The Power of PACE: Transitioning from University to Employment

“It was great to be able to network with professionals in the industry I am interested in making a career of, and I’m currently considering a variety of further study options related to the work I completed on my placement.” Madelyn Hawken (Aspire Early Intervention)

“The structured learning I got through the PACE unit, along with my practical application through Microsoft, really helped me get from an intern into a fully-fledged graduate in one of the biggest companies in the world.” Ronan Chander (Microsoft)

“PACE International has made me aware of so many career options that I never considered or even knew about before… It has truly been an amazing experience and has already become a formative period for my future career.” Rose Dlougatch (United Nations Criminal Tribunal, The Netherlands)

Do these stories sound familiar to you?

PACE Unit Convenors often tell me how they routinely collect anecdotal evidence, such as stories from their students about how PACE has made a difference to their work-readiness, transition into employment, career direction, pathways to further study and personal development. While this information is valuable, it has been challenging to directly link the impact of PACE to employability and other student outcomes. That is, until recently.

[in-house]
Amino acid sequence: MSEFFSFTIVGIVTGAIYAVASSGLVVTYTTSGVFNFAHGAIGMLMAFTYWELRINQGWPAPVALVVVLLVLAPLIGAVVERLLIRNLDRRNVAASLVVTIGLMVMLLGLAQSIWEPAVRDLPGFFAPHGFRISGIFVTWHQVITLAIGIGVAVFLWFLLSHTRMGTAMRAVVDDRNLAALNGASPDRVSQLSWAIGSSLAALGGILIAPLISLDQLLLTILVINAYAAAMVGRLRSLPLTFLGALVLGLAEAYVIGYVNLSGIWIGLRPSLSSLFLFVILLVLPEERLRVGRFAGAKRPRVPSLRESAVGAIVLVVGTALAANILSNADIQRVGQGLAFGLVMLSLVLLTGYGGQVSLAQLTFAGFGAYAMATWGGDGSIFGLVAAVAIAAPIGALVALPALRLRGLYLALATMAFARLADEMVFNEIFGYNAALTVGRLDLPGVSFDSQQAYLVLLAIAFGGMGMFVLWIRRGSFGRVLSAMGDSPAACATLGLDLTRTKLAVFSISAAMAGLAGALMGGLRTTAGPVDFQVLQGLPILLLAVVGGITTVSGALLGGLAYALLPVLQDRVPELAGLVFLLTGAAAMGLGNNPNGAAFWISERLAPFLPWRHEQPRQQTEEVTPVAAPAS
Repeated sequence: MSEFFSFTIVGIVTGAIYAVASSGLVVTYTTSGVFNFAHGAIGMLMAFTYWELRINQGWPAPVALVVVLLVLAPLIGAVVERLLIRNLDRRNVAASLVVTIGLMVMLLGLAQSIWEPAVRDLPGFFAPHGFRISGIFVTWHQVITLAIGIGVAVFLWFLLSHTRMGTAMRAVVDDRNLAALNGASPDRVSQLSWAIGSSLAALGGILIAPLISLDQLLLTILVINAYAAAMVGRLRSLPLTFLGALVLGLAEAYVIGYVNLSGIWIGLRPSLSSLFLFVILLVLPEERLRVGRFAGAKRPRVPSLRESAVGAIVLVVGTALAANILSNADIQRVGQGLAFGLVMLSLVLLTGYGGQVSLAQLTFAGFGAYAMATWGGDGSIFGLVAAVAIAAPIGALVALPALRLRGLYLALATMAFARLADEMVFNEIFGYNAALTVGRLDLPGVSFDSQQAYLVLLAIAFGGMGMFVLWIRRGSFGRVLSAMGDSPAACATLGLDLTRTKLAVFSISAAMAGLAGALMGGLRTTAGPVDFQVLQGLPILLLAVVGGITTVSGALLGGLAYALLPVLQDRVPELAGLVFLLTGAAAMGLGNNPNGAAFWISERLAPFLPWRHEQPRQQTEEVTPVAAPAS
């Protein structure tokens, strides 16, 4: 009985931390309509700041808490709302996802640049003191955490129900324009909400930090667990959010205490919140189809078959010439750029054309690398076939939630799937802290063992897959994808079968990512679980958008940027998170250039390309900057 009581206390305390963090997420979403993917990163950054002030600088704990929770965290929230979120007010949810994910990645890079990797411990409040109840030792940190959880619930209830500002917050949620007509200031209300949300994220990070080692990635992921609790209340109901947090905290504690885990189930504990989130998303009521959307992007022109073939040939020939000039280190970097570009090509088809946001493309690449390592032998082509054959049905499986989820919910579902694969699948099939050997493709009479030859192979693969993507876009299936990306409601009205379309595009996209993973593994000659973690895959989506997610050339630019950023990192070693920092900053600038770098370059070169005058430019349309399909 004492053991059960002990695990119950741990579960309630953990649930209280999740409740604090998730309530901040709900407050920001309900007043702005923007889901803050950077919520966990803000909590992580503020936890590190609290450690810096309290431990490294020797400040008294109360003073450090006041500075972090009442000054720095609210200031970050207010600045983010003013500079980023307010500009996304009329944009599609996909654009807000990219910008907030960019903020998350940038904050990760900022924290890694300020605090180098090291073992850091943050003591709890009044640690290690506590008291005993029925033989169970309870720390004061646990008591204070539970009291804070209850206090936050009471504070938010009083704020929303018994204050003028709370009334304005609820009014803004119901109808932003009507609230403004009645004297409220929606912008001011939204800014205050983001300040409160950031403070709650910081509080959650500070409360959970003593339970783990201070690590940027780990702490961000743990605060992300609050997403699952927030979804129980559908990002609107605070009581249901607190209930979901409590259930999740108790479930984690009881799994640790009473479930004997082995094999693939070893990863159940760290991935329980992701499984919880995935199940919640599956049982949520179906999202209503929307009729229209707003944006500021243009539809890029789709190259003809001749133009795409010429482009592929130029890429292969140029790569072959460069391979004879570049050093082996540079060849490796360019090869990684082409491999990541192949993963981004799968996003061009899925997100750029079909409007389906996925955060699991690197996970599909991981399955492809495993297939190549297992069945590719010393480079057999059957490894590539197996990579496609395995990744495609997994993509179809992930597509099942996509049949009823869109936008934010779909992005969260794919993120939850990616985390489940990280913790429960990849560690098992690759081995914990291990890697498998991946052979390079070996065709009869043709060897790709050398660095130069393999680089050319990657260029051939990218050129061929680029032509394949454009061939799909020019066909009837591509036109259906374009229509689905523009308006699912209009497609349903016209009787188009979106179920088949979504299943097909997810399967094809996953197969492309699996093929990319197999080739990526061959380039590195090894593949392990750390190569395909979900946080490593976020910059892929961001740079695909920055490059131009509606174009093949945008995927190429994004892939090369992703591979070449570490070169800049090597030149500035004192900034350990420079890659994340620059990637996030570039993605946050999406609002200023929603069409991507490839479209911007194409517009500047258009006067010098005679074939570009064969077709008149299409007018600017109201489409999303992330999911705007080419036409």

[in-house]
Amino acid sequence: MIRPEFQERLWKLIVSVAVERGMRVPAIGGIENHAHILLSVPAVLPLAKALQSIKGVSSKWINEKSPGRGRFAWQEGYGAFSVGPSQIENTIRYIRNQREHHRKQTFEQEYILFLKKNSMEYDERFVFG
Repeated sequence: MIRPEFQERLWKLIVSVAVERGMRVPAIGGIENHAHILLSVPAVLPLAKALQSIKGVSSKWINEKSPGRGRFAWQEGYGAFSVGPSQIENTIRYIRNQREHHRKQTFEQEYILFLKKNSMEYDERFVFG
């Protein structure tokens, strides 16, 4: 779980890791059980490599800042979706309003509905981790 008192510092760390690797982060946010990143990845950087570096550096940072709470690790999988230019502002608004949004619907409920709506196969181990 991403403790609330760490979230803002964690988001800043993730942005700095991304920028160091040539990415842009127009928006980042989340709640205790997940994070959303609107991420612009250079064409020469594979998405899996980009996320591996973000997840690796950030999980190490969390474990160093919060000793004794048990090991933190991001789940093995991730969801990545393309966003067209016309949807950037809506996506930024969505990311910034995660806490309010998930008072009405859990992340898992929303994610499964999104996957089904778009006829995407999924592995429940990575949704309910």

The PACE team have been busy crunching numbers and now have quantitative data that demonstrates the impact of PACE on student employment outcomes. For example, did you know that 20% of PACE students who are employed after graduation are working with their PACE partner?
Such findings attest to the power of PACE, supporting emerging research by Denise Jackson and others on the positive benefits of work-integrated learning (WIL), experiential and practice based education on student employability.

In a study of 131 students at an Australian university, Jackson found significant improvement in undergraduates’ perceived ability to perform a number of employability skills following placement. Such skills included effective communication, critical thinking and professionalism. A landmark study funded by the Office of Learning and Teaching, similarly reported in 2014 that both placements and simulated WIL activities had a significant and positive impact on student work-readiness. Six dimensions of employability were impacted, including collaboration, integration of theory and practice and informed decision making.

Want to find out more?

Come to the PACE and Employability Forum and the PACE Community of Practice Workshop, Designing WIL to Enhance Student Employability and Graduate Employment Prospects.

Associate Professor Denise Jackson, a lead scholar in employability and work-integrated learning, is visiting Macquarie University and will present at both events.